Tuesday Reads

Solitude (Lonliness), Paul Delvaux, 1956

Solitude (Loneliness), Paul Delvaux, 1956

Good Morning!!

As Daknikat wrote yesterday, it looks as if Republicans will win enough seats to control the House with a very small majority. But they won’t be able to do much. I suppose they’ll spend their time and energy investigating Hunter Biden and any other crackpot problem they can dream up. The good news is than Lauren Bobert’s seat is still undecided for now.

AP News: California wins leave GOP poised to seize US House control.

Two threatened U.S. House Republicans in California triumphed over Democratic challengers Monday, helping move the GOP within a seat of seizing control of the chamber while a string of congressional races in the state remained in play.

In a bitter fight southeast of Los Angeles, Republican Rep. Michelle Steel defeated Democrat Jay Chen in a district that was specifically drawn to give Asian Americans, who comprise the largest group in the district, a stronger voice on Capitol Hill. It includes the nation’s largest Vietnamese community.

East of Los Angeles, Republican Rep. Ken Calvert notched a win over Democrat Will Rollins. With 80% of the votes tallied, Calvert, the longest serving Republican in the California congressional delegation, established a nearly 5,500-vote edge in the contest.

Ten races in the state remained undecided as vote-counting continued, though only a handful were seen as tight enough to break either way.

It takes 218 seats to control the House. Republicans have locked down 217 seats so far, with Democrats claiming 205.

Should Democrats fail to protect their fragile majority, Republican Rep. Kevin McCarthy of Bakersfield would be in line to replace Speaker Nancy Pelosi of San Francisco.

Read about the remaining undecided races at the link.

The Independent: Lauren Boebert – live: Republican under fire for ‘embarrassing’ tweet as she leads race by just 1,200 votes.

Lauren Boebert has taken aim at Nancy Pelosi and called for the House Speaker’s ousting while her own future in politics continues to hang in the balance.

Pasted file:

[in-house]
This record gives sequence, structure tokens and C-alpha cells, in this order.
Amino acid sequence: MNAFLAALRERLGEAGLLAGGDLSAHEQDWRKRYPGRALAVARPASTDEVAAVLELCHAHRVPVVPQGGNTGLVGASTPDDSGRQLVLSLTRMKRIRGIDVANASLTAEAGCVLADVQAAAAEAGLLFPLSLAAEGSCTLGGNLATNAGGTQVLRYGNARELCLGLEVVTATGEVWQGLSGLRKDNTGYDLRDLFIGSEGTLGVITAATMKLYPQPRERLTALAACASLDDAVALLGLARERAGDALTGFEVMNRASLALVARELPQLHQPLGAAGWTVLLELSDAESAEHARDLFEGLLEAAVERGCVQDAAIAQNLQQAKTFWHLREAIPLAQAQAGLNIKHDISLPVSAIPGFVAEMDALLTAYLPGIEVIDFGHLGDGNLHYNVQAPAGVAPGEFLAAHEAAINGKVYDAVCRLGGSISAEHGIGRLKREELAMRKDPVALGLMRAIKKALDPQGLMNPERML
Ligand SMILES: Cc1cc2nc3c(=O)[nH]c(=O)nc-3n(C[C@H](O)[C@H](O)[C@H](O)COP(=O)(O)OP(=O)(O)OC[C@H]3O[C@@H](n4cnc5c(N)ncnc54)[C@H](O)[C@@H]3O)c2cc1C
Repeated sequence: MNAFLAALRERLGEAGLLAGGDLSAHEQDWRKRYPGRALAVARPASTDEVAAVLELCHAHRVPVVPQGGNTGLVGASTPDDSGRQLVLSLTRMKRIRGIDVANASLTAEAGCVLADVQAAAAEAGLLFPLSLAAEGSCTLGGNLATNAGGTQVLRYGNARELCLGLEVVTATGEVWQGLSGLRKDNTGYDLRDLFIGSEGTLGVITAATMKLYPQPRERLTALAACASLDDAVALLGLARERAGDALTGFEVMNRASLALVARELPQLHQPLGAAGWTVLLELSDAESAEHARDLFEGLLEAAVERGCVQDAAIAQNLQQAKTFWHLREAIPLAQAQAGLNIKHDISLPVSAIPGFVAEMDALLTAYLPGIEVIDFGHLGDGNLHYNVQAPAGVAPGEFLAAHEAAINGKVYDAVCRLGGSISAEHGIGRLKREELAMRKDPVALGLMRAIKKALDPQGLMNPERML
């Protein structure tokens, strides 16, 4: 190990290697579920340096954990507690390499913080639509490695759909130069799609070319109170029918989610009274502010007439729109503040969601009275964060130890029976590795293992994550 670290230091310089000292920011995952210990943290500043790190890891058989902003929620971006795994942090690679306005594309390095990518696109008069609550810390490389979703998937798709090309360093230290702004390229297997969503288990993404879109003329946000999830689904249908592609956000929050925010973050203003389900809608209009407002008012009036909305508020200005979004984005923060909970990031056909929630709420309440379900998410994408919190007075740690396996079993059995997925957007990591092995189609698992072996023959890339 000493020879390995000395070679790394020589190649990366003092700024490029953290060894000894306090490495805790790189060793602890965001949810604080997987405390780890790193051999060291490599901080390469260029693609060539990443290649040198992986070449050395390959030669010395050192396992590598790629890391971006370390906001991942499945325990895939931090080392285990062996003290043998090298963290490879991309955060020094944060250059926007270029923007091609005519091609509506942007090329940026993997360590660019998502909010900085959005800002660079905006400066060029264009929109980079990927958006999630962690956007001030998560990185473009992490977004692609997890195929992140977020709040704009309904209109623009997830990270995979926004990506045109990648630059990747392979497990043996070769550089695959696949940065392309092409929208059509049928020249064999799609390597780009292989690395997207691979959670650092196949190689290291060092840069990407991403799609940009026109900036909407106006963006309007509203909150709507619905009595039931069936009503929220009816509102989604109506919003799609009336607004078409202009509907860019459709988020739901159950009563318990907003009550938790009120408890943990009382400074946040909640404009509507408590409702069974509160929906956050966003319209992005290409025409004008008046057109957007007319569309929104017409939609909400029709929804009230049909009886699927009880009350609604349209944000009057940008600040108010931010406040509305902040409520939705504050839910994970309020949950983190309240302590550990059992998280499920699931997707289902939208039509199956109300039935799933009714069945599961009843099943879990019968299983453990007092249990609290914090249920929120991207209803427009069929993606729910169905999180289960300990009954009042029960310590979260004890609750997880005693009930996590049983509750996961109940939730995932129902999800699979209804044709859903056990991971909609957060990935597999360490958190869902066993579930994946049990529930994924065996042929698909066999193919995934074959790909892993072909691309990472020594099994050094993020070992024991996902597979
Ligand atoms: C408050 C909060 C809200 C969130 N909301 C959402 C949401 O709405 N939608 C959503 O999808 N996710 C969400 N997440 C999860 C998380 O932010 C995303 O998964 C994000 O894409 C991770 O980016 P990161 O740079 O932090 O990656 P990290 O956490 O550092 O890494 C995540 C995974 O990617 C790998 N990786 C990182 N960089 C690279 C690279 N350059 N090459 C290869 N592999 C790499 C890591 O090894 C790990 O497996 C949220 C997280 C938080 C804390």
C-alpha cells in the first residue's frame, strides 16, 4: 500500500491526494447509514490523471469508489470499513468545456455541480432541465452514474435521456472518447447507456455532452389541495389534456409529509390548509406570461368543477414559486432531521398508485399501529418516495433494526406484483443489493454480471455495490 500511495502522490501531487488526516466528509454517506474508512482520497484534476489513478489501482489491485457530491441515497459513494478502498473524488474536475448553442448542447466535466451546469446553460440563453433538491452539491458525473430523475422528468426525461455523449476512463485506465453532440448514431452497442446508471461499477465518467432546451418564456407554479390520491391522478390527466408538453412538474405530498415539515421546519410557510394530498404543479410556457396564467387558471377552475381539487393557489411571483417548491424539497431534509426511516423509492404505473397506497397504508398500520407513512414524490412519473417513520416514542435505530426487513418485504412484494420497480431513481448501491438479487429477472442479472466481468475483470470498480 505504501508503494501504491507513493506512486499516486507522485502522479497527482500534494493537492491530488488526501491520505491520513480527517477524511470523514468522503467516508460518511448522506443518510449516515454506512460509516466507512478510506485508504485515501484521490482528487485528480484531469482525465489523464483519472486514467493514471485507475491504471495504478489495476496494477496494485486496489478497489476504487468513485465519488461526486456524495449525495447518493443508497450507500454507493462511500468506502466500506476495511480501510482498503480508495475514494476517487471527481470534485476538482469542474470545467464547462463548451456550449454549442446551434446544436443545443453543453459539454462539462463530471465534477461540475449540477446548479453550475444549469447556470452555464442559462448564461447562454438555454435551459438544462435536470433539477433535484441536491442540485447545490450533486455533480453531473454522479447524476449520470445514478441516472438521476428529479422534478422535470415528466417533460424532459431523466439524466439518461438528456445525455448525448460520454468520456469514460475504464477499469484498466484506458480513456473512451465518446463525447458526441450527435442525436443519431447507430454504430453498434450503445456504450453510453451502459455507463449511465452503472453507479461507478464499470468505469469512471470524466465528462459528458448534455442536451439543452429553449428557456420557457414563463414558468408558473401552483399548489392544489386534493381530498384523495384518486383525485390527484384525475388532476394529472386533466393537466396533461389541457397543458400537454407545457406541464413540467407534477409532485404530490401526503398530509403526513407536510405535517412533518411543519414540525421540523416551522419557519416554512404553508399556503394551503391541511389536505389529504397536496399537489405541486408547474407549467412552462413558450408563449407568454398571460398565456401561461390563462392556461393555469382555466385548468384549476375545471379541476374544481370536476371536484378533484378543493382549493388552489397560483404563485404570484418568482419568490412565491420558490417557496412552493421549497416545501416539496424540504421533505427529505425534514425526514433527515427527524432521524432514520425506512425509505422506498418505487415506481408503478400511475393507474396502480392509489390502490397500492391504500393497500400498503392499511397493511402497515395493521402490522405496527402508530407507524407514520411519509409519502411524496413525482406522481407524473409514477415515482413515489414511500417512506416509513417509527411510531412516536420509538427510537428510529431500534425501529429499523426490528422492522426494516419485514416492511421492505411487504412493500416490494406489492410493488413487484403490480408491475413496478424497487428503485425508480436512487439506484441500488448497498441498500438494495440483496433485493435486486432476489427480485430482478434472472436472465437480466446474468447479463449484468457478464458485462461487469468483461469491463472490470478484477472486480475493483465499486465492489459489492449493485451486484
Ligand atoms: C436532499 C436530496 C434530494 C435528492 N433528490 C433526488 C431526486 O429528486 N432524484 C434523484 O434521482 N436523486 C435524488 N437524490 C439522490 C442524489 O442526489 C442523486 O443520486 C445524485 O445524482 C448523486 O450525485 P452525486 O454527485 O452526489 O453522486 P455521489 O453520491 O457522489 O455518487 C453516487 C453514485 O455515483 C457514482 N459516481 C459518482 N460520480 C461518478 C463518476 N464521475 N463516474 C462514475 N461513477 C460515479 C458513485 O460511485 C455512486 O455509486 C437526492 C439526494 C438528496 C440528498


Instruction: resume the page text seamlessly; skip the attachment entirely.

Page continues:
“Waiting this long for election results is going to make firing Nancy Pelosi as Speaker of the House that much sweeter,” she wrote on Twitter on Monday.

Automat, Edward Hopper

Automat, Edward Hopper

Republicans are just one seat away from control of the House of Representatives, with the balance of power potentially hinging on th eoutcome of Ms Boebert’s race among serveral others that have not yet been decided.

Ms Boebert’s race is still too close to call and it is unlikely that the outcome will be known until the end of the week – at the soonest.

The far-right Republican is currently leading Democratic challenger Adam Frisch by just 1,122 votes in what has shaped up to be an unexpectedly close race. The race could be headed for an automatic recount if neither candidate fails to win by a margin of more than 0.5 per cent.

If only she would lose! This is from Newsweek yesterday: Lauren Boebert in Danger as Rejected Mail-in Ballot Checks Could Help Rival.

The race for Colorado’s third congressional district remains too close to be called, as Trump-endorsed Rep. Lauren Boebert is currently only slightly ahead of her rival, Democrat Adam Frisch.

But the incumbent congresswoman’s narrow lead could once again be overturned if thousands of likely rejected votes in favor of her challenger were to be “cured”, as a recount looms over the Colorado race.

Every year in Colorado, thousands of ballots are reportedly rejected for issues related to signature verification, such as a missing signature or a discrepancy in the signature. Local officials then alert voters of the issue, giving them a week to fix the problem and make their vote count. The process, which is done in 23 other state besides Colorado, is called “ballot curing.”

Boebert was widely projected to win the midterms, with polling website FiveThirtyEight giving her a 97 in 100 chance of victory in the days ahead of the vote.

As of November 14 and with nearly all of the ballots being counted, Boebert is leading with 50.1 percent of the vote (162,040 votes) against Frisch’s 49.8 percent (160,918 votes).

A recount could be called if the final margin between Boebert and Frisch is less than or equal to 0.5 percent of the leading candidate’s vote total. At the moment, the gap between the two candidates is 0.38 percent.

Frisch could still oust the Republican incumbent, an election denier and one of Donald Trump‘s most ardent supporters, if thousands of votes likely rejected for signature verification were cast in support of the Democratic nominee.

So it’s still up in the air.

In Arizona, Katie Hobbs finally triumphed in the race for governor. AZ Central: Katie Hobbs elected Arizona’s 5th female governor, defeating election denier Kari Lake.

Katie Hobbs, Arizona’s Democratic election chief who built a national profile by standing up to false claims about the 2020 presidential election, has won the state’s race for governor.

The Associated Press, NBC News and CNN called the race for Hobbs shortly after 7 p.m. Monday, following a nail-biter week of election returns that highlighted the competitiveness of politics in the state.

the-lonely-ones-1935, edvard Munch

The Lonely Ones, by Edvard Munch, 1935